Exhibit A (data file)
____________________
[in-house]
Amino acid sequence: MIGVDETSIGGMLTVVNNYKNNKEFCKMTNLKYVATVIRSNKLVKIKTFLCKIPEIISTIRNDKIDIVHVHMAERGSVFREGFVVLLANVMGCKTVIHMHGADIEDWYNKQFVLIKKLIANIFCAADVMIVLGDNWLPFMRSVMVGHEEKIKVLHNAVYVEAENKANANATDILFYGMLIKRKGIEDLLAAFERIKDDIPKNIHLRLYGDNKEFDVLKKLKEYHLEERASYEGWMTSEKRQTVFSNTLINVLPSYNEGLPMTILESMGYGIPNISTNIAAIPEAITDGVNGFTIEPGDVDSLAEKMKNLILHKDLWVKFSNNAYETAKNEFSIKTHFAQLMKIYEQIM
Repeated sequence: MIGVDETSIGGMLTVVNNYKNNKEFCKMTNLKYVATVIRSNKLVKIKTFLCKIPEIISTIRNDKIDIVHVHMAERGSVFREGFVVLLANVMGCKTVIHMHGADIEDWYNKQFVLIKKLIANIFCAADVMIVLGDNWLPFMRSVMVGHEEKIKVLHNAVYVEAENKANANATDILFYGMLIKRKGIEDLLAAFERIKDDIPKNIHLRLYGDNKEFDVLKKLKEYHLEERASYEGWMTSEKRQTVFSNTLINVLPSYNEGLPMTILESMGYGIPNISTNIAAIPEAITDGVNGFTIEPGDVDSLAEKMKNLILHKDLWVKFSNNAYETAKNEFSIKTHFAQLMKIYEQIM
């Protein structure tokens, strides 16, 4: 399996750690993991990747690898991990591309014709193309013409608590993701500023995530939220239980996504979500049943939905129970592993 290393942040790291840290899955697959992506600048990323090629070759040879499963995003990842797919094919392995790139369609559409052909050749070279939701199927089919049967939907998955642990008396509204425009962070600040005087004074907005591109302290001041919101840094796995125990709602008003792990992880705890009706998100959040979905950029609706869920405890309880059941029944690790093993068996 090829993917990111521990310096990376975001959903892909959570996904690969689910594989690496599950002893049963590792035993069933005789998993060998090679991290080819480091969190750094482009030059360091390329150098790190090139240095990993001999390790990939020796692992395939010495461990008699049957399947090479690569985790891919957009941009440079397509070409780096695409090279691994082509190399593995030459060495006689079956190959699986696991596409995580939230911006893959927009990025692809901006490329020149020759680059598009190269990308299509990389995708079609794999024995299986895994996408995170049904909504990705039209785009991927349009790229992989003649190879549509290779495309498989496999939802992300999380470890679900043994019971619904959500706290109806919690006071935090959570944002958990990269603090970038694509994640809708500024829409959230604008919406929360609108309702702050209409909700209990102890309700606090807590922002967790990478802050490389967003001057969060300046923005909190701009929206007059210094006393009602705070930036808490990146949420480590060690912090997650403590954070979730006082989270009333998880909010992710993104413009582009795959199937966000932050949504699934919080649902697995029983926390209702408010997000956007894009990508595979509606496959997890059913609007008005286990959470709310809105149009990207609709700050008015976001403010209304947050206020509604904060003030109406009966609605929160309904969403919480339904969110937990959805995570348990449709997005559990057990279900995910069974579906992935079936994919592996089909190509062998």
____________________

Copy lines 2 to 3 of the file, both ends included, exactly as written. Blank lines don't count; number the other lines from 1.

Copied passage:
Amino acid sequence: MIGVDETSIGGMLTVVNNYKNNKEFCKMTNLKYVATVIRSNKLVKIKTFLCKIPEIISTIRNDKIDIVHVHMAERGSVFREGFVVLLANVMGCKTVIHMHGADIEDWYNKQFVLIKKLIANIFCAADVMIVLGDNWLPFMRSVMVGHEEKIKVLHNAVYVEAENKANANATDILFYGMLIKRKGIEDLLAAFERIKDDIPKNIHLRLYGDNKEFDVLKKLKEYHLEERASYEGWMTSEKRQTVFSNTLINVLPSYNEGLPMTILESMGYGIPNISTNIAAIPEAITDGVNGFTIEPGDVDSLAEKMKNLILHKDLWVKFSNNAYETAKNEFSIKTHFAQLMKIYEQIM
Repeated sequence: MIGVDETSIGGMLTVVNNYKNNKEFCKMTNLKYVATVIRSNKLVKIKTFLCKIPEIISTIRNDKIDIVHVHMAERGSVFREGFVVLLANVMGCKTVIHMHGADIEDWYNKQFVLIKKLIANIFCAADVMIVLGDNWLPFMRSVMVGHEEKIKVLHNAVYVEAENKANANATDILFYGMLIKRKGIEDLLAAFERIKDDIPKNIHLRLYGDNKEFDVLKKLKEYHLEERASYEGWMTSEKRQTVFSNTLINVLPSYNEGLPMTILESMGYGIPNISTNIAAIPEAITDGVNGFTIEPGDVDSLAEKMKNLILHKDLWVKFSNNAYETAKNEFSIKTHFAQLMKIYEQIM